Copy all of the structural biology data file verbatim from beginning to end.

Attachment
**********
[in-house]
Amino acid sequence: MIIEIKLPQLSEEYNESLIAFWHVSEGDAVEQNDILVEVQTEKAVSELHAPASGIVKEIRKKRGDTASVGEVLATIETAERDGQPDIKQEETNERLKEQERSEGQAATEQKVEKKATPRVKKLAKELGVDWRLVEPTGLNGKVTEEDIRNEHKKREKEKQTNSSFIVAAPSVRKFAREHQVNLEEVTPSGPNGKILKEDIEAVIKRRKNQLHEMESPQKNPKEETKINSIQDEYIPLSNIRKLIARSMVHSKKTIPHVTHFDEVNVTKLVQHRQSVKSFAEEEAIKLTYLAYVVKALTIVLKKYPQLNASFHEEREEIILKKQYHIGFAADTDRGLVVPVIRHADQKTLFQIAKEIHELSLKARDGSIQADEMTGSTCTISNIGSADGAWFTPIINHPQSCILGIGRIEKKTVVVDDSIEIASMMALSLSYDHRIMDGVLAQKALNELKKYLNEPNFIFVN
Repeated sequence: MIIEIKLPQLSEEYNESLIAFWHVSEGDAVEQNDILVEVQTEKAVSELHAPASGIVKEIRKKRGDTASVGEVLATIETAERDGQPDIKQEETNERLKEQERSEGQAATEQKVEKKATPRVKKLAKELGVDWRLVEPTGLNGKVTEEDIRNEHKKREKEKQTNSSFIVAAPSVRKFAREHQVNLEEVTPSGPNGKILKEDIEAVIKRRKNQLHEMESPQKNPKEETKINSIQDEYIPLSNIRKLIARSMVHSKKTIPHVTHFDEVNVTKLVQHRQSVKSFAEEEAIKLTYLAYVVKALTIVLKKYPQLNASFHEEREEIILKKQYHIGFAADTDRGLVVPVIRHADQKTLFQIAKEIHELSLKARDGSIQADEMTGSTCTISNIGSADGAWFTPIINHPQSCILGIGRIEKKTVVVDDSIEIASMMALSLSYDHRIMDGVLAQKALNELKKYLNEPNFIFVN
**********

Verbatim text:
[in-house]
Amino acid sequence: MIIEIKLPQLSEEYNESLIAFWHVSEGDAVEQNDILVEVQTEKAVSELHAPASGIVKEIRKKRGDTASVGEVLATIETAERDGQPDIKQEETNERLKEQERSEGQAATEQKVEKKATPRVKKLAKELGVDWRLVEPTGLNGKVTEEDIRNEHKKREKEKQTNSSFIVAAPSVRKFAREHQVNLEEVTPSGPNGKILKEDIEAVIKRRKNQLHEMESPQKNPKEETKINSIQDEYIPLSNIRKLIARSMVHSKKTIPHVTHFDEVNVTKLVQHRQSVKSFAEEEAIKLTYLAYVVKALTIVLKKYPQLNASFHEEREEIILKKQYHIGFAADTDRGLVVPVIRHADQKTLFQIAKEIHELSLKARDGSIQADEMTGSTCTISNIGSADGAWFTPIINHPQSCILGIGRIEKKTVVVDDSIEIASMMALSLSYDHRIMDGVLAQKALNELKKYLNEPNFIFVN
Repeated sequence: MIIEIKLPQLSEEYNESLIAFWHVSEGDAVEQNDILVEVQTEKAVSELHAPASGIVKEIRKKRGDTASVGEVLATIETAERDGQPDIKQEETNERLKEQERSEGQAATEQKVEKKATPRVKKLAKELGVDWRLVEPTGLNGKVTEEDIRNEHKKREKEKQTNSSFIVAAPSVRKFAREHQVNLEEVTPSGPNGKILKEDIEAVIKRRKNQLHEMESPQKNPKEETKINSIQDEYIPLSNIRKLIARSMVHSKKTIPHVTHFDEVNVTKLVQHRQSVKSFAEEEAIKLTYLAYVVKALTIVLKKYPQLNASFHEEREEIILKKQYHIGFAADTDRGLVVPVIRHADQKTLFQIAKEIHELSLKARDGSIQADEMTGSTCTISNIGSADGAWFTPIINHPQSCILGIGRIEKKTVVVDDSIEIASMMALSLSYDHRIMDGVLAQKALNELKKYLNEPNFIFVN